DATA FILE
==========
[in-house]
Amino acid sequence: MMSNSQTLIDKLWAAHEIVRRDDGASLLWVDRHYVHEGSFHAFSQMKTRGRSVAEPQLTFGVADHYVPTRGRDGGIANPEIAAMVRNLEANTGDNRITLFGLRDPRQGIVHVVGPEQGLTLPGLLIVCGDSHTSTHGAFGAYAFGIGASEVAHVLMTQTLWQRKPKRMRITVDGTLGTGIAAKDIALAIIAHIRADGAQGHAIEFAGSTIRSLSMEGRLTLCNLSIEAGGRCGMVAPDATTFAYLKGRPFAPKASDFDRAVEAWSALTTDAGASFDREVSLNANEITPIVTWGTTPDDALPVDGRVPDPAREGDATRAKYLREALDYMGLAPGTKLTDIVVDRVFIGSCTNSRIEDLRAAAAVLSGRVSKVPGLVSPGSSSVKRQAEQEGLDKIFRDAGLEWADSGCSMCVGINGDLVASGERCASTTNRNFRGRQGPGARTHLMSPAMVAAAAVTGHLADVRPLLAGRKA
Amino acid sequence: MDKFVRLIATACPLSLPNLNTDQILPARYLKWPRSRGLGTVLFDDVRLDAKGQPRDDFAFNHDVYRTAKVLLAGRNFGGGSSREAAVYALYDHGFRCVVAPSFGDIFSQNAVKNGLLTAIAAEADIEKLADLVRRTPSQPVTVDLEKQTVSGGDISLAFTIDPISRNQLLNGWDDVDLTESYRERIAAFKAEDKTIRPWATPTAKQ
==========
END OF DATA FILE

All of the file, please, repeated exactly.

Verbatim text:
[in-house]
Amino acid sequence: MMSNSQTLIDKLWAAHEIVRRDDGASLLWVDRHYVHEGSFHAFSQMKTRGRSVAEPQLTFGVADHYVPTRGRDGGIANPEIAAMVRNLEANTGDNRITLFGLRDPRQGIVHVVGPEQGLTLPGLLIVCGDSHTSTHGAFGAYAFGIGASEVAHVLMTQTLWQRKPKRMRITVDGTLGTGIAAKDIALAIIAHIRADGAQGHAIEFAGSTIRSLSMEGRLTLCNLSIEAGGRCGMVAPDATTFAYLKGRPFAPKASDFDRAVEAWSALTTDAGASFDREVSLNANEITPIVTWGTTPDDALPVDGRVPDPAREGDATRAKYLREALDYMGLAPGTKLTDIVVDRVFIGSCTNSRIEDLRAAAAVLSGRVSKVPGLVSPGSSSVKRQAEQEGLDKIFRDAGLEWADSGCSMCVGINGDLVASGERCASTTNRNFRGRQGPGARTHLMSPAMVAAAAVTGHLADVRPLLAGRKA
Amino acid sequence: MDKFVRLIATACPLSLPNLNTDQILPARYLKWPRSRGLGTVLFDDVRLDAKGQPRDDFAFNHDVYRTAKVLLAGRNFGGGSSREAAVYALYDHGFRCVVAPSFGDIFSQNAVKNGLLTAIAAEADIEKLADLVRRTPSQPVTVDLEKQTVSGGDISLAFTIDPISRNQLLNGWDDVDLTESYRERIAAFKAEDKTIRPWATPTAKQ